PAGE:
Exploration of helminth-derived immunoregulatory molecules as options for therapeutic intervention in allograft rejection and autoimmune disease
Embargo end date28/06/2017
Johnston, Christopher John Cyril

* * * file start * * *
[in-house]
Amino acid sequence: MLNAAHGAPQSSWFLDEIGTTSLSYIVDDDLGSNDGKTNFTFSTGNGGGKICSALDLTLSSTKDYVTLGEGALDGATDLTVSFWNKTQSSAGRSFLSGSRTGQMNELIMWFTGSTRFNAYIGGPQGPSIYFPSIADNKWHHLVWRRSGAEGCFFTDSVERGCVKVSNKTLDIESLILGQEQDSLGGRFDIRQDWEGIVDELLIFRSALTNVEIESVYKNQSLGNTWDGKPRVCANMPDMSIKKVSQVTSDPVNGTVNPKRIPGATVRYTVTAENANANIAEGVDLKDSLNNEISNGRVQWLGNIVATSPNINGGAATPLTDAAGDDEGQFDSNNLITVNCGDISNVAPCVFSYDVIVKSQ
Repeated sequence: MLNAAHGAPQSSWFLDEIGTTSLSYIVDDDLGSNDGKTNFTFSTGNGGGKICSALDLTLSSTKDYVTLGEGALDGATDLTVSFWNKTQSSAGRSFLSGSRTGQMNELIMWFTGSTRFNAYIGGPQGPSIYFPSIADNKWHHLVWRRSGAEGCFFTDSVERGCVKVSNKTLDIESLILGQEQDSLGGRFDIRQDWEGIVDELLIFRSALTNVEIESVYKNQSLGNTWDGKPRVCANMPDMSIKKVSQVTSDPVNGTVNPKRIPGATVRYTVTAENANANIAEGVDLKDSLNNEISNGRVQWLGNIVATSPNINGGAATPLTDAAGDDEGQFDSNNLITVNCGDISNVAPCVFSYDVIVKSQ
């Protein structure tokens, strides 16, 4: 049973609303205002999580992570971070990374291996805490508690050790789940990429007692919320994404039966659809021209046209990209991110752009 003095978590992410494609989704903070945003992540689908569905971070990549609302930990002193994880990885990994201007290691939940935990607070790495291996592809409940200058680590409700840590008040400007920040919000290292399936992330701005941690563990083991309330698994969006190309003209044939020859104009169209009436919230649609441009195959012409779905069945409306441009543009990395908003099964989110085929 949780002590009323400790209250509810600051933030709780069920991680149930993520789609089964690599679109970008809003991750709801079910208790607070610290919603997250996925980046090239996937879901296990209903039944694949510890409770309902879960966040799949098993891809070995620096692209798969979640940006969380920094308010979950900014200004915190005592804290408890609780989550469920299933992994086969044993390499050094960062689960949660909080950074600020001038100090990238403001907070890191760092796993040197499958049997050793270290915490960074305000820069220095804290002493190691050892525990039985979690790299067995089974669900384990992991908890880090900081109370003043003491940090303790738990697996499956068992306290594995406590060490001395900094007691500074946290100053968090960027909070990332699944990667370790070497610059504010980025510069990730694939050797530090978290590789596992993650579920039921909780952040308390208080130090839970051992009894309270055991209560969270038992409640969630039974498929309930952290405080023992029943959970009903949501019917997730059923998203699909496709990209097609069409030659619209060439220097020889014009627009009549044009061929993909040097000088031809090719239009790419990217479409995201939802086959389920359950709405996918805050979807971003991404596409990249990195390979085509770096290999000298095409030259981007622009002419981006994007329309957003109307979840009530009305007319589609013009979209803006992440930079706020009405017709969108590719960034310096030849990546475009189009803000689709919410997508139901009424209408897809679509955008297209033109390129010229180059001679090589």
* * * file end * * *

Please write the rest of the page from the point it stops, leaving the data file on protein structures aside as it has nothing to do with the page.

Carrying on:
Solid organ transplantation is the gold standard treatment for a variety of conditions that result in organ failure. However, despite considerable advances in clinical transplantation in recent decades, the almost ubiquitous requirement of life-long immunosuppression of transplant recipients persists and is complicated by graft loss to rejection in the long term and multiple serious adverse effects that are frequently life limiting. Helminths currently infect more than one quarter of the world’s population and it is now well established that their success as parasites is the result of active immunomodulation of the host immune response. Whilst this primarily secures ongoing survival of the parasites, in some cases helminth-induced immunomodulation can be beneficial to the infected host and is not associated with the adverse sequelae of pharmacological immunosuppression. An emerging body of evidence suggests that harmful immune responses to alloantigens can be suppressed by helminths, but little mechanistic data exists and the active immunomodulators involved have remained hitherto unidentified. The hypothesis behind this thesis is that the model intestinal nematode, Heligmosomoides polygyrus, produces immunomodulatory molecules that can suppress responses to allo- and auto-antigens in animal models of transplantation and autoimmunity, and that some of these molecules could potentially be exploited as novel therapeutic agents. Full-thickness skin grafting was performed between fully-allogeneic mouse strains (BALB/c to C57BL/6). Recipient mice infected with H. polygyrus immediately prior to transplantation showed significantly prolonged allograft survival. Likewise, protection from allograft rejection could be replicated in recipient mice in which H. polygyrus excretory-secretory products (HES) (isolated from culture of adult worms) were delivered by continuous infusion via surgically implanted osmotic minipumps. A number of potential mechanisms underlying allograft protection were identified including induction of CD4+CD25+Foxp3+ regulatory T cells (Treg) and suppression of Th1 and Th17 effector CD4+ T cell phenotypes. H. polygyrus and HES were further shown to ameliorate disease in murine (pMOG) experimental autoimmune encephalomyelitis and colitis induced by T cell transfer. In addition to expansion of Treg, H. polygyrus-mediated protection against EAE was found to be almost completely lost in IL-4 receptor deficient mice, indicating a protective role of Th2 immune responses in this context. Finally, the mechanisms of action of the newly-identified TGF-β mimic, TGM, contained within HES were investigated. Despite bearing no sequence homology or structural resemblance to TGF-β, TGM was shown to act through the TGF-β receptor complex to induce Treg in human and mouse CD4+ T cells in vitro and to suppress murine allogeneic skin graft rejection in vivo. TGM may represent the origin of a safe, effective and long-overdue novel alternative to current immunosuppression therapy.